Nate the Great series
Pixie Tricks series
Rainbow Fairies and Weather Fairies
Barbara Cooney books
Brian Wildsmith books
Horrible Harry
Ramona Quimby series
Bunnicula Tales (which is an early reader form of the Bunnicula books)
Amelia Bedelia books (for homeschoolers, this is heavily centered in school)
Junie B Jones books (for homeschoolers, this is heavily centered in school)
Little House books, I believe, have younger versions.
I've heard the Incredible Journey books are great - and just might spin you off into studying geography or history too. :)
The series by Gerinomo Stilton - I just found these myself and they're *very cute* and lots of colorful small pics throughout the books (20+). You can view a few pages on Amazon.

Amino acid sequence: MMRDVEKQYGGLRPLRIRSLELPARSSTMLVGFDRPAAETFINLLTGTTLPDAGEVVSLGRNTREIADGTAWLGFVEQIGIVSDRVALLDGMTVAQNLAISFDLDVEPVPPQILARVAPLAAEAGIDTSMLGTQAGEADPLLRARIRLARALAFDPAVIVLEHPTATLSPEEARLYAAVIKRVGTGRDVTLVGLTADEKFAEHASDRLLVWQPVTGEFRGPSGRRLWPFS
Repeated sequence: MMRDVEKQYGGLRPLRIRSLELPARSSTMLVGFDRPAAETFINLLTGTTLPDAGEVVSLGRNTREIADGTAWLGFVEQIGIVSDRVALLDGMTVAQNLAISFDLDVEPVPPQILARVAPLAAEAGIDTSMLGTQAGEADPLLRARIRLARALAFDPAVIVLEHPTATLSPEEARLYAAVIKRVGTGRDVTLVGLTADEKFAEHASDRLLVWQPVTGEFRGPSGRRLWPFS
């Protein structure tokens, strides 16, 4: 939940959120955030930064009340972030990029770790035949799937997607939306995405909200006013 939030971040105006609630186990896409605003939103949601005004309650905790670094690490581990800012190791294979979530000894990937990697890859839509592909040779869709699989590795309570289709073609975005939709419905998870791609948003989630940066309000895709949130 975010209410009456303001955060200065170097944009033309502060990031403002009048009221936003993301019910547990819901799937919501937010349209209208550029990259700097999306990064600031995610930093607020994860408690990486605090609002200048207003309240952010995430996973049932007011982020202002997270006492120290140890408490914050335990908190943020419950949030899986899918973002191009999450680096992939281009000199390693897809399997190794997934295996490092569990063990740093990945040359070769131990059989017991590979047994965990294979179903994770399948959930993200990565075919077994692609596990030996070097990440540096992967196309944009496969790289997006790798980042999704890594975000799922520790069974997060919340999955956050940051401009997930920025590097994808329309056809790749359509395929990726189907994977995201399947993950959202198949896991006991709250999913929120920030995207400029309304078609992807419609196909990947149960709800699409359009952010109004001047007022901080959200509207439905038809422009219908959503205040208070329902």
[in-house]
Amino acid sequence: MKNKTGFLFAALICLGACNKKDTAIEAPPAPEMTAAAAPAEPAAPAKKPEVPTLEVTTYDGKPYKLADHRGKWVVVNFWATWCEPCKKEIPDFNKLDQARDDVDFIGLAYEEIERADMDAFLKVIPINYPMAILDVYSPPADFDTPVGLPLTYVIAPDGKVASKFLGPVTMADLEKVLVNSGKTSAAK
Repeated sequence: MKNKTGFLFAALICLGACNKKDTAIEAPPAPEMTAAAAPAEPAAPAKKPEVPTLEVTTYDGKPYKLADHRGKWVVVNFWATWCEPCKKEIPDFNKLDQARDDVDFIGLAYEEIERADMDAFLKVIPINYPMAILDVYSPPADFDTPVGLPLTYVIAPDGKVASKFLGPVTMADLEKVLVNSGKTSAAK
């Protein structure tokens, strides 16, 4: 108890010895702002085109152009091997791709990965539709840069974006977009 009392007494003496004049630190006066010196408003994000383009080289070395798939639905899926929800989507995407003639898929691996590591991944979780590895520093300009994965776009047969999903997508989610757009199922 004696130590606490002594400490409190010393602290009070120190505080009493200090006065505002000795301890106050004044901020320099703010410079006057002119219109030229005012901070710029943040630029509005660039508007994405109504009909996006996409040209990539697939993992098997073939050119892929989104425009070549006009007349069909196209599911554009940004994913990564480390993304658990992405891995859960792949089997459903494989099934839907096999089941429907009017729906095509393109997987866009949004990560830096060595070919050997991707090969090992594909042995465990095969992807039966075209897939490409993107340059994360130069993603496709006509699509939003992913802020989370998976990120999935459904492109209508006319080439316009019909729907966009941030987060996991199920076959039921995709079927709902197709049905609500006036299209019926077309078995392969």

And don't forget comic books and graphic novels!!! Like Peanuts, Bone, Garfield, etc.

For a little bit older (or if you are reading to him/her), there's a really great series by Bill Myers (he co-wrote the McGee and Me series if you're familiar with that). It's very funny Christian stories for kids. Both my newly 8yr old son *and* I have been howling reading the series. We're on "My Life As Reindeer Roadkill" right now - a great Christmas story where the main character gets invited to Jesus' bday party by an angel in a dream. He spends a while trying to determine if it was real...and if it was, what in kind of a birthday gift could you get for the Son of God??? It's an older series but if you have a big church, it might be in their library.

I googled "early reader chapter books" and some good lists hanging around. You might try that too. Here's one that looked good

If you have any to add to my list, please add it in the comments!

Happy Reading!!

Friday, November 21, 2008

Christmas Conversations

Last Saturday, Hubby was gone hunting. So my mom and I decided to take the kids 'hunting' too. We hunted at that big store with lots of toys in it that has a famous giraffe on the logo. We were putting together their Christmas wish lists.